A review of Michael Bloomberg's political career should not be limited, I think, to the fact that he has the debating skills of a baked potato. Nor does it matter much that he focuses his sales pitch on being a great "manager" but clearly can't manage to hire anyone to tell him he has to prepare for a debate. His use of non-disclosure agreements to hide undesirable stories deserves the criticism it's getting, but just begins to scrape the toxic moldy surface.
My colleagues at RootsAction.org have looked into Bloomberg's record in some depth and are organizing against his campaign in early primary states. Let's review just a few of the facts.
Let's start with the idea that the way you defeat a Republican is with your own Republican, and the unstated assumption that there would be some value in doing so even if such a strategy could work. Bloomberg was a registered Republican from 2001-2007 and changed his registration to Democratic in 2018. He was elected New York City mayor three times as a Republican and narrowly won his first term over a Democrat in 2001 with crucial support from Republican Mayor Rudy Giuliani. While mayor, Bloomberg funded Republicans and Republican party committees in New York state, which helped maintain Republican control of the state senate.
Bloomberg famously spoke at the 2004 Republican National Convention, where he supported George W. Bush's reelection, while peaceful demonstrators for peace were arrested outside in large numbers. This was long after even the New York Times had apologized for its role in starting the war on Iraq, a month after Tulsi Gabbard voluntarily joined in that war, and a decade before Pete Buttigieg would stop claiming he was against Bush's wars and himself take part in one of them. At this time, Bloomberg was opposing any efforts to end the wars on Iraq and Afghanistan.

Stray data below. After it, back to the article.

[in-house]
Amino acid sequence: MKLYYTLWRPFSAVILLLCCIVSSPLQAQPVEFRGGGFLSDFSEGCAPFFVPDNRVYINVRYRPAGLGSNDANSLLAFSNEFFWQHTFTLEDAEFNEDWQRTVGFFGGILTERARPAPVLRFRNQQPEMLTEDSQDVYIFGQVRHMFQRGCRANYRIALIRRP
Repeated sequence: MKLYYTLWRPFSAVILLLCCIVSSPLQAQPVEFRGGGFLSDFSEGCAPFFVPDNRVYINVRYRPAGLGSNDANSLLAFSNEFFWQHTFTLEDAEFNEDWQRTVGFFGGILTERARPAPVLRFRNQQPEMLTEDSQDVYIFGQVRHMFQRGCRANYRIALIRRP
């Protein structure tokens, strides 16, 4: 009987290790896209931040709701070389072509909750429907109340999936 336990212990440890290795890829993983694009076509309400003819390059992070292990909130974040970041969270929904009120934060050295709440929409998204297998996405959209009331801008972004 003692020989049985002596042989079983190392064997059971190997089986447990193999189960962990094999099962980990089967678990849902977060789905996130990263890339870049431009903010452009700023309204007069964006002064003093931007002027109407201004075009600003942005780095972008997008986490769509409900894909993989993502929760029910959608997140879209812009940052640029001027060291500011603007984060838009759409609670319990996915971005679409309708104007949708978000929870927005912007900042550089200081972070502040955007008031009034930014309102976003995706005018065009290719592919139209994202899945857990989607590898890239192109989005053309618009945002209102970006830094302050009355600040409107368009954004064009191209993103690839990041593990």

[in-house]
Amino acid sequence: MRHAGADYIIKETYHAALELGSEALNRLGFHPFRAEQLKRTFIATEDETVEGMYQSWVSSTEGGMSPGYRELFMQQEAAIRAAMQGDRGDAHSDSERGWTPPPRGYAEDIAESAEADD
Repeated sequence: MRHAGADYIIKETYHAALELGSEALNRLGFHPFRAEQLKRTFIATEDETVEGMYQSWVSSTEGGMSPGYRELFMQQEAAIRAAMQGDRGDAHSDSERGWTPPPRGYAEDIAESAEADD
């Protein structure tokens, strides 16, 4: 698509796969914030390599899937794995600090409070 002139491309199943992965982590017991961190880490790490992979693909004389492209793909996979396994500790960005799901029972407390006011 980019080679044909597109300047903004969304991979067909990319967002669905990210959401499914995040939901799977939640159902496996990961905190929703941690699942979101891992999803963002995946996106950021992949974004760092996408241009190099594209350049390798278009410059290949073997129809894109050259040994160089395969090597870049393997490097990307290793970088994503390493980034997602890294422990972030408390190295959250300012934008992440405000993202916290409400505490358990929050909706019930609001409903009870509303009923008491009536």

Bloomberg funded and endorsed Massachusetts Republican Sen. Scott Brown for reelection in 2012 over Elizabeth Warren. Bloomberg spent millions through his PAC on TV ads to reelect Michigan Republican Gov. Rick Snyder in 2014, the year Flint's drinking water crisis began thanks to a Snyder-appointed Emergency Manager. Bloomberg praised Snyder as "an extremely competent guy who took on the unions." Yay, team!
"Mike," as Bloomberg wants us to know him, spent nearly $12 million in 2016 to help conservative Republican Sen. Pat Toomey defeat Democrat Katie McGinty (by less than 1.5 percent) in the swing state of Pennsylvania. And, even while mostly funding (some of the worst) Democrats for Congress in 2018, Bloomberg funded two incumbent (and incompetent!) New York-area Republican congressmen in close races, including Rep. Peter King who won his race.
Speaking of race, there's Bloomberg's policing record. He dramatically expanded the policy of "Stop and Frisk" during his years as mayor stopping and frisking 685,000 people in 2011 alone, only 9 percent of them white, but 88 percent of them innocent. For years after leaving office, and up through a month before running for president, Bloomberg not only failed to pretend that Stop and Frisk hadn't been his fault or that he had opposed it, but he openly (and deceptively) defended it as the right thing to have done.
In 2015, Bloomberg said: "We put all the cops in minority neighborhoods. Yes, that's true. Why do we do it? Because that's where all the crime is. . . And the way you get the guns out of the kids' hands is to throw them up against the wall and frisk them."